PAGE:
In the interest of simplicity, we chose not to report each pair-wise difference found with post-hoc testing. In general, differences were found between most pairs of reach distances for all of the COPy variables, with the exception of the two shortest distances (AL-10 and AL-5). This finding is in agreement with previous studies of healthy sub-jects.25, 27 We suggest that in future studies, the task could be streamlined to include only one short and one long distance without losing the salient features of the data. Furthermore, because of the complex and multidimensional nature of balance, there is no single test that adequately assesses bal-ance.5 Streamlining this reaching task would allow more time to assess patients or subjects with other types of balance tests such as sensory manipulation, external perturbations, or functional scales.
Our study found that healthy subjects demonstrated significantly more peak-to-peak COPy displacement than subjects with MS during reaching movements. However, no differences were found between groups in net COPy displacement (the difference between the initial and final COPy positions). The fact that there was no difference in net COPy between groups indicates that both groups were able to successfully reach the target and maintain contact with it. Since the peak-to-peak COPy gives insight into the pattern of COPy movement prior to reaching the target, the significant difference in peak-to-peak COPy displacement suggests that subjects with MS used different movement strategies to achieve target acquisition.
The adults with MS in this study appeared minimally affected when assessed with standard clinical tests (see Ta b le 2). For instance, a clinician scoring most of these subjects on the BBS would not document a substantial balance impairment based on their scores. However, the subjects with MS demonstrated differences from healthy control subjects on COPy variables, implying that the BBS had a ceiling effect and failed to detect subtle balance deficits in this population. Other studies have suggested a ceiling effect in the BBS with elderly persons.48, 49 Furthermore, the BBS may lack sensitivity to change for subjects such as those in our study, with little room left for improvement in response to intervention.
The instrumented measures used here may be more sensitive than common clinical tests for objectively documenting both deficits and improvements in balance. With force plate technology becoming more common in physical therapy clinics, these variables would be easy to capture as part of a physical therapy examination. Because MS is a progressive disease, tools to measure balance impairments during early stages of the disease may lead to identification of persons at risk for future decline and lead to earlier intervention.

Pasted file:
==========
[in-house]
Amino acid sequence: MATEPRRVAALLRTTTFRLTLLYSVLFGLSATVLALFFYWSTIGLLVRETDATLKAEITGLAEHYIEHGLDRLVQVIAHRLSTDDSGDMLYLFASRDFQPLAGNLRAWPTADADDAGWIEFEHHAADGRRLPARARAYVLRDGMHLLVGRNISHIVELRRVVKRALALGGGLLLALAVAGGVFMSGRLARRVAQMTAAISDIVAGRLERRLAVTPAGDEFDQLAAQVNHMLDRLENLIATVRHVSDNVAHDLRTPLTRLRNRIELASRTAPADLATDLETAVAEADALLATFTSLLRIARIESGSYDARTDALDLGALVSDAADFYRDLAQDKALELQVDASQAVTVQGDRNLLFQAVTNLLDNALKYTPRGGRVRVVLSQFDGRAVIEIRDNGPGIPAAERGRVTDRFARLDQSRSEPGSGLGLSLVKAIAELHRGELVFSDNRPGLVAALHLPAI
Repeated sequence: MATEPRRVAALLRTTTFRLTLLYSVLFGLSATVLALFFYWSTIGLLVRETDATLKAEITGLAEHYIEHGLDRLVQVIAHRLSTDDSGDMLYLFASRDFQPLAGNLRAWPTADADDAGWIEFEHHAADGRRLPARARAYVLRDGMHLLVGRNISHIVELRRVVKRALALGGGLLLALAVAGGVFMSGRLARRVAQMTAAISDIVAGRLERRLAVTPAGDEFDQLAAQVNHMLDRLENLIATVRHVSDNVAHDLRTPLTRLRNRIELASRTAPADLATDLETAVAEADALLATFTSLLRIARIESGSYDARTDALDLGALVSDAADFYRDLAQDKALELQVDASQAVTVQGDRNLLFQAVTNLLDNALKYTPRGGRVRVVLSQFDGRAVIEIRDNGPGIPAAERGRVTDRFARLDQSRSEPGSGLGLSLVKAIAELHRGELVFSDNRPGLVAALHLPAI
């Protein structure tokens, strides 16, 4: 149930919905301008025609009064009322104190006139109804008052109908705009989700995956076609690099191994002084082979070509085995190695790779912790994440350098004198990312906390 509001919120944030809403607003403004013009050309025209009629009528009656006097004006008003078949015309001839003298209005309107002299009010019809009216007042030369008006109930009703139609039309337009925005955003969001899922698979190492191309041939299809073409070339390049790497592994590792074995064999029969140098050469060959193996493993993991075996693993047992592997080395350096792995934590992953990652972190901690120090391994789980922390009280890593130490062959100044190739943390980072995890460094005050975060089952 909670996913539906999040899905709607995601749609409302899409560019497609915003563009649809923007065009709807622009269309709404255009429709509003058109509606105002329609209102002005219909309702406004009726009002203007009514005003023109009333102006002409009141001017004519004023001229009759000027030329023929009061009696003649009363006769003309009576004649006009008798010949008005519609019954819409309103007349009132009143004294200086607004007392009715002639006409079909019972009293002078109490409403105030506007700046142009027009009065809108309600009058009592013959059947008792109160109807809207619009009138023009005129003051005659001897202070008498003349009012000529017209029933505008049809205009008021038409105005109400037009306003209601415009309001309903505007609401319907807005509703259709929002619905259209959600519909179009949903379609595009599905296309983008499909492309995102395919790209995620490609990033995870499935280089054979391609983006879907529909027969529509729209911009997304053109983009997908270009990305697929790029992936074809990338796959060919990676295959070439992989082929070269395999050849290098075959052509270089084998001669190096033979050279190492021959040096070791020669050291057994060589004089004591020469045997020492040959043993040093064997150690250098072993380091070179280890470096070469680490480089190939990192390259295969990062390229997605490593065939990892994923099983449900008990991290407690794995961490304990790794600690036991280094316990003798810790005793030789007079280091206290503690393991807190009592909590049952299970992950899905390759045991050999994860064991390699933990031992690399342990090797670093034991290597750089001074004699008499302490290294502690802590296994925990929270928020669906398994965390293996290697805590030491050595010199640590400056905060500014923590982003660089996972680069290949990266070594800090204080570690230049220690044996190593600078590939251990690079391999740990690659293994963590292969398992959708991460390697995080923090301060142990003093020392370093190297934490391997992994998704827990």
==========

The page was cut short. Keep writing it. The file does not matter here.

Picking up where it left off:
Our data demonstrate that peak-to-peak COPy and COPy+ displacement during reaching, as well LOSAP. during leaning, are less in minimally impaired adults with MS than in age- and gender-matched control subjects. However, there was no difference between these groups when the COPy displacement during reaching was expressed as a percentage of the LOSAP during leaning. This suggests that persons with minimal impairments due to MS were instinctively aware of their limitations, and were able to find a strategy to achieve the same task as the controls, while staying within their decreased LOSAP. These center of pressure measures show clear differences in persons with MS who show little or no deficit on clinical measures such as the BBS when compared to a healthy control group. The usefulness of COP-related variables to measure change, either over time or in response to intervention, is worth further exploration.
This work was supported in part by a Pilot Research Award from the National Multiple Sclerosis Society. The Nebraska Bankers Association provided funding for the force platform. We would also like to thank Eliad Culcea, MD; Grace Johnson, PT, OCS; Janis McCullough, PT, DPT; Wade Lucas, PT, DPT; and Thomas Spray, PT, DPT for assistance with data collection and analysis.